David Smith: – if you look at the detail of the experiment you will see that all the patients were fully informed i.e. knew in advance that they might be receiving actual treatment or maybe just an incision and stitching up again; and they agreed to this. So, not unethical.

    • David Smith says:

      Iona writes:

      // So, not unethical. //

      I think I understand your position, Iona, but I disagree. Something about this experiment rings an ethical alarm bell in the back of my mind. It would take me more time to think through than I’m willing to give it now, but I hear it clearly.

      • milliganp says:

        Every time we inoculate against a major illness or administer drugs there is a finite possibility of side effects including, sometimes, severe ones. Even this simplest surgery can go wrong. All medical intervention has ethical dimensions but much progress involves intervening first and dealing with side effects later.

  8. Nektarios says:

    There are a lot of unethical behaviour going on in the medical and caring professions these days,
    unfortunately, there is no placebo effect for unethical behaviour.
    Neither is there any placebo effect for sin. Only one effect for sin works, that is our Lord’s shedding his blood. death, and resurrection. His sacrificial death for us works with God to forgive us all our sin and to bring us to glory to dwell with God forever.

    I am not sure I agree with you, Iona. As individuals, they would not know for sure if they got a proper op or a placebo op till afterwards. They might agree to a trial op program, otherwise, they would not have the op at all either way. This would be emotional blackmail and so unethical.

    • David Smith says:

      Nektarios writes:

      // There are a lot of unethical behaviour going on in the medical and caring professions these days //

      I agree. We’re not only a secular society, but also a utilitarian one, in which, it seems to me, professional rationalization often comes far too easily. Perhaps the most recent example of this in the news is the Chinese and Russian rush to “improve” human babies by altering their genetic makeup. Even professional objections to this seem tepid, based only on the fact that the experimenters did not go through official international channels before dong what they did.

      The law, in our culture, seems to have taken the place of the conscience. Once a law has been put into effect approving or disapproving something, the media – and, therefore, unfortunately, much of the public – take the position that any moral or ethical objections have been dealt with, and that, therefore, it’s the obligation of every individual conscience to fall in line. In fact, continuing resisters are publicly made outcast.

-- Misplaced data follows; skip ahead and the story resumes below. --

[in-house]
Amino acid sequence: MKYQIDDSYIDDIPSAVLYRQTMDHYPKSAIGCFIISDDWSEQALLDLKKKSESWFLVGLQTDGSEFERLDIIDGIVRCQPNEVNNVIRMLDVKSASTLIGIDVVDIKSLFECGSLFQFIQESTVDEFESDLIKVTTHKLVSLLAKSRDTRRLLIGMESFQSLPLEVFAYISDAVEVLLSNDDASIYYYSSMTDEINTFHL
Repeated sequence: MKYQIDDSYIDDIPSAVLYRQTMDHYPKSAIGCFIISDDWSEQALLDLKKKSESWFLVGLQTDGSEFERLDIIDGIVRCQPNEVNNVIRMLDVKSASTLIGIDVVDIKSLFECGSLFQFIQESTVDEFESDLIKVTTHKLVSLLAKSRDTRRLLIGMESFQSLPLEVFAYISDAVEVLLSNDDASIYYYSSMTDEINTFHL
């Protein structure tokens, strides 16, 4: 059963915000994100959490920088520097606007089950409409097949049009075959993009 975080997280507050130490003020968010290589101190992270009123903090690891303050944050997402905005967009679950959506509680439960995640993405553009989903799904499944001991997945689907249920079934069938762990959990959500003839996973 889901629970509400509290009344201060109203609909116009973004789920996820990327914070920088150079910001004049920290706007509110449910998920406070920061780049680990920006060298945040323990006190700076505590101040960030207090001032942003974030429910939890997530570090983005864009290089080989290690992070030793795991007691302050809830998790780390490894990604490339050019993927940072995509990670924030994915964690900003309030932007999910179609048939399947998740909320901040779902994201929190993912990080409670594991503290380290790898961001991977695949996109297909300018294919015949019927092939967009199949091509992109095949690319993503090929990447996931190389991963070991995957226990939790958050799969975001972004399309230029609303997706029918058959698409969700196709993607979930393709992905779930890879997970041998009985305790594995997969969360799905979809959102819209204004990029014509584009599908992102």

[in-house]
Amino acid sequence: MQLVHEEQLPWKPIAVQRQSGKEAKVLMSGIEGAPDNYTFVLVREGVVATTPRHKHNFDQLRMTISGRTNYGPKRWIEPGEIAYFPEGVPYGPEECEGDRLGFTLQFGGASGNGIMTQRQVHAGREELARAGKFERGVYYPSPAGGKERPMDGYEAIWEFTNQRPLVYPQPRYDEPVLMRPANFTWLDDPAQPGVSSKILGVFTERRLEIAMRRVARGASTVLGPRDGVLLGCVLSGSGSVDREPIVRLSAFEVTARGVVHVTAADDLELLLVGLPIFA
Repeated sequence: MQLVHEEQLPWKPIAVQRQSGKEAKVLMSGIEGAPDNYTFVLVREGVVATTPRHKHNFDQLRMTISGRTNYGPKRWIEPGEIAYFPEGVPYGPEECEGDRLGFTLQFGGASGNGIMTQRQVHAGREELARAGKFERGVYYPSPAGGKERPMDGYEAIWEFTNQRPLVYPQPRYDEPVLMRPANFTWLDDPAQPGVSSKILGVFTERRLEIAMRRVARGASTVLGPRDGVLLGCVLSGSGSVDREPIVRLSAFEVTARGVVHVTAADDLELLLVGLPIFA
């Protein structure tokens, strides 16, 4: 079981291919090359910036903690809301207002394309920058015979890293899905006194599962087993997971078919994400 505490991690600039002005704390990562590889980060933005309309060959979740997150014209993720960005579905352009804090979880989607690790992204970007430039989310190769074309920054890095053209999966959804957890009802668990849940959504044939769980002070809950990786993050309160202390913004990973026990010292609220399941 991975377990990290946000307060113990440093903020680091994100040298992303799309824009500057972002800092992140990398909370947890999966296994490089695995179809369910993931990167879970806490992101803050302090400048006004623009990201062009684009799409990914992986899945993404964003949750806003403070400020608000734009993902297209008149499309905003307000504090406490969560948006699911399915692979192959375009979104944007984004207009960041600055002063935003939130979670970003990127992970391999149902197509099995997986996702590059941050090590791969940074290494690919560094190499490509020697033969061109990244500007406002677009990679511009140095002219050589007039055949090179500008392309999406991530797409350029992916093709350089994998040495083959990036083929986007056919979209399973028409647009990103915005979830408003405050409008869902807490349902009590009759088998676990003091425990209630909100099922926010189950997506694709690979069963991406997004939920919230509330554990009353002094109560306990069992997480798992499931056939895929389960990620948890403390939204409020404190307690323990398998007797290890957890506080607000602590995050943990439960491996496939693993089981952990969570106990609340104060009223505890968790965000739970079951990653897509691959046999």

• Nektarios says:

        David Smith
        Well said, David, I could not have put it better myself.
        Despite all the unethical behaviour going on in the medical, pharmaceutical and caring professions, Good practice does still prevail in some people. I was protected by the good Lord. Faced with a serious and lengthy op that might have at least left me paralysed and at worst, die on the operating table, the anaesthetist stopped the surgeon from going ahead with the said op.
        I have had over my three score years and ten, and though I still love life and living, my time is in the Lord’s hands.

  9. ignatius says:

    Nektarios,
    Read carefully the small print of the project and you will find no breach of ethics. Perhaps you do not believe that people have free will and are able to make decisions intelligently and rationally?

    • Nektarios says:

      Ignatius

      I was one who was called upon occasionally to advise at various times on medical ethics. I won’t discuss that here.
      If one says one has free will, to what extent is it free, influenced or conditioned by others or by one’s earthy fallen nature?
      There is the argument that we have free will to choose. To choose is to divide, that is I choose this, but not that, I like this, but not that, I want this, but not that. How free is our free will really?

  10. GD says:

    The placebo effect, is not just medical. Can be extended to political/social/religious manipulations propaganda & downright lies; it has ever been thus. (& now proven manipulation of the weather too, denied vehemently by the perpetrators for years until recently).
    All to often we don’t know what we are being ‘administered’ by ‘governmental authority’.
    So do we have a freely chosen vote for anything really, or is it ‘affected’? Is there any ‘democracy’ left? …. The solution in all cases … ‘Know Thyself’, and be careful what you wish/pray for.
    If enough of us were aware of our own motivations we could choose or not; or forge a completely new path … seems a little like the early disciples enlightened by the Spirit of Truth i think.